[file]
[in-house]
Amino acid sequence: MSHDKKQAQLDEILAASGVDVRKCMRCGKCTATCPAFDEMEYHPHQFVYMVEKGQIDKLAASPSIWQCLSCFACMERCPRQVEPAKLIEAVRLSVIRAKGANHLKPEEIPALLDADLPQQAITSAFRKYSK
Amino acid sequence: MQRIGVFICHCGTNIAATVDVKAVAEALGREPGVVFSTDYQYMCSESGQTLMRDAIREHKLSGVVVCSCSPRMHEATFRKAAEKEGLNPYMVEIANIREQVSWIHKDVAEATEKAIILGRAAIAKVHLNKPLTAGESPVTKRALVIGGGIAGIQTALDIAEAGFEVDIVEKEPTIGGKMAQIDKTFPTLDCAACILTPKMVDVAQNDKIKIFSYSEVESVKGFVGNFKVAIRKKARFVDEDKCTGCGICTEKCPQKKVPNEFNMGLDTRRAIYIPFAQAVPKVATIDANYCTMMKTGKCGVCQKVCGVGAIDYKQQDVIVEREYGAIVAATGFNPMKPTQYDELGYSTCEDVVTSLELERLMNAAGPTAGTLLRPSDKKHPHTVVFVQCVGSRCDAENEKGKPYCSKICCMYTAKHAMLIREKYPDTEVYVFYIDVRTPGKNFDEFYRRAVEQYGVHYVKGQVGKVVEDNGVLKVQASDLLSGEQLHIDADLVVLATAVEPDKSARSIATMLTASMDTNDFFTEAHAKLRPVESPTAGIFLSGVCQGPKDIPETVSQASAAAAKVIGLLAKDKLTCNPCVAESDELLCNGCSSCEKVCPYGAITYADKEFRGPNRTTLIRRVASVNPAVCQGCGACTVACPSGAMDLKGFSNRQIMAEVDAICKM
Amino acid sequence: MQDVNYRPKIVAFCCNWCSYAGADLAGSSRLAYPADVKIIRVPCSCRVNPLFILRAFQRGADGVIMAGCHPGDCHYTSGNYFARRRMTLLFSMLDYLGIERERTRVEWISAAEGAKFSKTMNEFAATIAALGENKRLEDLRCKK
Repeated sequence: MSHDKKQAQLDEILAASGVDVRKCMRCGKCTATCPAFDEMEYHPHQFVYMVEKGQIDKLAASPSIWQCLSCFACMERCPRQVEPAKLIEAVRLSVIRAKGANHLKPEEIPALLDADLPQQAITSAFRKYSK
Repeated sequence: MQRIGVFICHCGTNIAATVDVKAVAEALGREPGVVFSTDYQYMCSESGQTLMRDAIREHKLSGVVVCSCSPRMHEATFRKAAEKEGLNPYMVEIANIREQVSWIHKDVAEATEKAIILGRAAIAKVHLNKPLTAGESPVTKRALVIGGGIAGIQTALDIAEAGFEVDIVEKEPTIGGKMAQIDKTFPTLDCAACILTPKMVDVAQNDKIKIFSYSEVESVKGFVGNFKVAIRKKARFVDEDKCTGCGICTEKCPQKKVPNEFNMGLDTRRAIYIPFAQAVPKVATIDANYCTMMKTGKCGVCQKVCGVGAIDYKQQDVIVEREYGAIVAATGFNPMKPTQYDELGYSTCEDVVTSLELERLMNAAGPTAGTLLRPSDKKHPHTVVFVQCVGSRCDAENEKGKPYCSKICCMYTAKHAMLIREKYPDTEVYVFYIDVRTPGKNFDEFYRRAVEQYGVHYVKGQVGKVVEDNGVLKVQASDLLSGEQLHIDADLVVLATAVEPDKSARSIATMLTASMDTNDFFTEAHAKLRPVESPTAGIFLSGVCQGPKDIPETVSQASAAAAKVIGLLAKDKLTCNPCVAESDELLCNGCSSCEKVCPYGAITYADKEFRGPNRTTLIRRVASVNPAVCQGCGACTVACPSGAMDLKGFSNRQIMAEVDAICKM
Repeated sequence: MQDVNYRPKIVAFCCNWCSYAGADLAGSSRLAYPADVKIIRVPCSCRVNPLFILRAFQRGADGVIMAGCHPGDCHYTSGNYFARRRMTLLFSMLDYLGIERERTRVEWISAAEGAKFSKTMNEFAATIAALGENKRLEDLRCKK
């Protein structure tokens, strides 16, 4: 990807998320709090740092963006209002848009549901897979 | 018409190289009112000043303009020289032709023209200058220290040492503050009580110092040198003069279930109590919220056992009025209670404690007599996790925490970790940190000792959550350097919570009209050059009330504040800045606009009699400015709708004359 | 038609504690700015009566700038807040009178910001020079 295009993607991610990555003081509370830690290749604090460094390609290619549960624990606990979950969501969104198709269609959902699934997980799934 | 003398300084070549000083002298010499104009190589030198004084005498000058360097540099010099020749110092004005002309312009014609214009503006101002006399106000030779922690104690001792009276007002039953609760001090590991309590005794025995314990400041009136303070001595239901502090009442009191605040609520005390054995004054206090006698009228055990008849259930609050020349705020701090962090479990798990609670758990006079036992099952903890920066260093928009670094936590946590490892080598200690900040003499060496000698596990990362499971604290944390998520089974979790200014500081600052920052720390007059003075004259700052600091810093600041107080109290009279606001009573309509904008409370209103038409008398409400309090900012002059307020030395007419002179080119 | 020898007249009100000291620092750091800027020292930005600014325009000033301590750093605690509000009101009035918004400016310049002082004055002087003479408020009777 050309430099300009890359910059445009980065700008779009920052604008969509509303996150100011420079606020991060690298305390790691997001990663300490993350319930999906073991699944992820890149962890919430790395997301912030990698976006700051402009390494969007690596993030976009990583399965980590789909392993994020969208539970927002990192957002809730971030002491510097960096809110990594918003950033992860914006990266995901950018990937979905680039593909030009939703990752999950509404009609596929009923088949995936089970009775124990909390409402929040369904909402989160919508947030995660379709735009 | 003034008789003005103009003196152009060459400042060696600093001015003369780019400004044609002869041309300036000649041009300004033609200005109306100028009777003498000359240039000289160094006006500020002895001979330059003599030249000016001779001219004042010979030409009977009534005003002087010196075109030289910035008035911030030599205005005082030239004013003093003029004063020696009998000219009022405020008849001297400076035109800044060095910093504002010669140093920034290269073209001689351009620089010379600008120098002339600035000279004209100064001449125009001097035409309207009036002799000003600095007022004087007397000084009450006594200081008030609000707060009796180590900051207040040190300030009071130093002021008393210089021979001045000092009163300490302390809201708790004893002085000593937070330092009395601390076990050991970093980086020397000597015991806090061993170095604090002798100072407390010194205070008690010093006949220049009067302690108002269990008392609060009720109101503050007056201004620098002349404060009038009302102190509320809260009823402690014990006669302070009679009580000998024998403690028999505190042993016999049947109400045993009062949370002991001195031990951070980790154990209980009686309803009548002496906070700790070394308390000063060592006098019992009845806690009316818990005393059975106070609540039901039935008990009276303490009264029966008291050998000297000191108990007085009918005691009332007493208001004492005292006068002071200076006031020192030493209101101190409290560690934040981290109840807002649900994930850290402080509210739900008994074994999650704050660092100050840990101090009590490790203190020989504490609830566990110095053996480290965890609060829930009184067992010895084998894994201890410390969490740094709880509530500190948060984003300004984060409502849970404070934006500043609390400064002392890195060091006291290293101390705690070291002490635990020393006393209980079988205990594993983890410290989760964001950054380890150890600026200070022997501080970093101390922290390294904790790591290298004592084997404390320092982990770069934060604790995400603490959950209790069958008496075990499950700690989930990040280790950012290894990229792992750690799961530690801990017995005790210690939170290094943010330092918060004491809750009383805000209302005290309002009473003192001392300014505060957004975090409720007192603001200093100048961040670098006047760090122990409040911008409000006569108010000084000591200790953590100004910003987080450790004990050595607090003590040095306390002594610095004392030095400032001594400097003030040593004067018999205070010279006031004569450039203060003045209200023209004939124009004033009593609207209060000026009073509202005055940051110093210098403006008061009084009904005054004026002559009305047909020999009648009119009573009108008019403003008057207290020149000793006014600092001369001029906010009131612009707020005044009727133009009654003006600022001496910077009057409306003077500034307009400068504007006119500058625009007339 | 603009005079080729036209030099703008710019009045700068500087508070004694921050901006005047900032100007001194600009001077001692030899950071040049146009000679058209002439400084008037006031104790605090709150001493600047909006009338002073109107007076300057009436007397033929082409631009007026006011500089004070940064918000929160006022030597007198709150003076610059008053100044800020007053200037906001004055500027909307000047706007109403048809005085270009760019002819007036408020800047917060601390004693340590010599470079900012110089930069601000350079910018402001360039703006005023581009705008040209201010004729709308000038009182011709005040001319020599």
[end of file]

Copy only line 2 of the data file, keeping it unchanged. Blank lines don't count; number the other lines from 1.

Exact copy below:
Amino acid sequence: MSHDKKQAQLDEILAASGVDVRKCMRCGKCTATCPAFDEMEYHPHQFVYMVEKGQIDKLAASPSIWQCLSCFACMERCPRQVEPAKLIEAVRLSVIRAKGANHLKPEEIPALLDADLPQQAITSAFRKYSK